where (R) is the radius of the wheel, (c) is cadence of pedaling and (T=F/B) is the transmission ratio (where F and B are number of teeth on front and back rings). By substituting the above equations, we have:
What can we say about this equation? It connects the physical quantities (P,M,N,R,c and T) in a definite way. If we change one of those quantities, then at least one of the rest of them will change too. For example, with a maximum power (P) that we can produce, we can climb a steeper hill (=higher N), if we have lower mass, lower cadence, lower transmission or smaller wheel. Conversely, if we cannot change M, c, T or R, then the only way to climb a steeper hill is to produce more power. Incidentally, from the equation you can even see another possible solution: lowering the effective gradient (N) by zigzagging the climb. Of course, any self-respecting cyclist would never do such a thing - it would be as if stepping down on a climb.
Now, you probably have the feeling that this is perfectly logical, so you may ask why did you have to go through all this math to come to the conclusions that you already know? Well, first of all, it's the proof that physics and common sense sometimes do agree. Second, you can use the equation to calculate, for example, what gearing you require on a certain hill, or what is your power output, or how much will you gain by buying lighter bike, or by loosing 2 kg of fat, or climbing with a MTB instead of road bike. We can very well say that it is the "mother of all cycling equations". Third - and this may be the most important - you may realize that you can climb a certain hill that you considered too hard, and not even that, you may even plan how to climb it without much effort.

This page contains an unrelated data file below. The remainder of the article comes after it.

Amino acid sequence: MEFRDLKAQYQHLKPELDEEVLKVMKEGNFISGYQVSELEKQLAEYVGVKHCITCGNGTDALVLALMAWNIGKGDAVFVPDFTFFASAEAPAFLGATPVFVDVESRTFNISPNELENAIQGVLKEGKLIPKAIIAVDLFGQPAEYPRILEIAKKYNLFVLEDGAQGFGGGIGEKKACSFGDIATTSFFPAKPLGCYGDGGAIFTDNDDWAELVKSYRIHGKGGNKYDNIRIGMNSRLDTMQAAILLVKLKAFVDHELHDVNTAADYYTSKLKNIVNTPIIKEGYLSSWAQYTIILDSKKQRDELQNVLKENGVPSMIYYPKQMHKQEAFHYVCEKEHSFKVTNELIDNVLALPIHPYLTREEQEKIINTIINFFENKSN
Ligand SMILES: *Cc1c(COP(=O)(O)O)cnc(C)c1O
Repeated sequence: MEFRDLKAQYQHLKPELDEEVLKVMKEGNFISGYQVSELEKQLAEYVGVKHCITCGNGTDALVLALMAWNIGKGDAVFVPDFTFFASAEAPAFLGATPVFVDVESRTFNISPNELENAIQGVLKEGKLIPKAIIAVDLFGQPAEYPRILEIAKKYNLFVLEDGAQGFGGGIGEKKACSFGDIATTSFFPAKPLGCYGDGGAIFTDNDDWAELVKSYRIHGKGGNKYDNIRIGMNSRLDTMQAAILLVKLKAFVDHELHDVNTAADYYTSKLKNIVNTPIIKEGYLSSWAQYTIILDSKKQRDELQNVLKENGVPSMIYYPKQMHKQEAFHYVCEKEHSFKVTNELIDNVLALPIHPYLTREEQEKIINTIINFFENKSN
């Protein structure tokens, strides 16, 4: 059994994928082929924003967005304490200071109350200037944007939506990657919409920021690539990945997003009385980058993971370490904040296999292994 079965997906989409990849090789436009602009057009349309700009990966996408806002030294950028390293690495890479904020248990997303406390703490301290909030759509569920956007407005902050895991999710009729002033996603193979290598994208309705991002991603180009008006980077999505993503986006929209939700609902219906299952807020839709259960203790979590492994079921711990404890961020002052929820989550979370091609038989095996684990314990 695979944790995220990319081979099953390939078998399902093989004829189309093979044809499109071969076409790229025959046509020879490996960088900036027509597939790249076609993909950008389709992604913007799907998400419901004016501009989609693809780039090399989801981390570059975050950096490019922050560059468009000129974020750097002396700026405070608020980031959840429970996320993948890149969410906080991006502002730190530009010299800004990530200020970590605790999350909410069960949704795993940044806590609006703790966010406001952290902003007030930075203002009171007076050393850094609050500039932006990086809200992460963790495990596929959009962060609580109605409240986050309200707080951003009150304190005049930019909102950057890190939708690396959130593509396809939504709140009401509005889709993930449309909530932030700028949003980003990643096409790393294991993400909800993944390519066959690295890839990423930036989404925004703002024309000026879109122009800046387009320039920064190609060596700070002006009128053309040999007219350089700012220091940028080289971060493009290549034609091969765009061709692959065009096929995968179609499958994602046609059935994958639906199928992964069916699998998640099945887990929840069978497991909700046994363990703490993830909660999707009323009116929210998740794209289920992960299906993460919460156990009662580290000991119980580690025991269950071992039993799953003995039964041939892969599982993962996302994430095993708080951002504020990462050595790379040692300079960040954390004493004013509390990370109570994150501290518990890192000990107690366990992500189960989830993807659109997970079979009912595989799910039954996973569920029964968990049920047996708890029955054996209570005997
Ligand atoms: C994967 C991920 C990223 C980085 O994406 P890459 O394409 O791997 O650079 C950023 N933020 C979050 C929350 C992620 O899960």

To see that, lets first write the above equation in sipmlified form, like this:
From this simpler form, you can see that you can climb a steeper hill either by loosing weight (difficult), producing more power (impossible) or lowering climbing speed (quite possible, as we already mentioned).
Lowering the speed probably instinctively makes you think of lower gearing. But even when you run out of lower gears, you still have another ace in your sleeve: lower the cadence. If you lower the cadence down to around 35 rpm you will be surprised how easy it is to climb even the hills that you previously considered impossible.
However, there is of course a limit: you can climb just as slow as the lowest speed before toppling over. For me it's about 4.5 km/h. By inserting this minimal speed into the equation you can calculate whether you can climb the hill at all (without zigzagging).
There is another interesting thing that we can conclude from the above equations: that the transmission ratio doesn't really matter. If you could pedal at, say, 10 rpm, you may be able to climb in the big front ring, without the need for any more power than you are usually able to produce. Does it mean that you need only one ring in front? No derailleur, no shifter? It is well worth a try!
Posted by iik at 14:18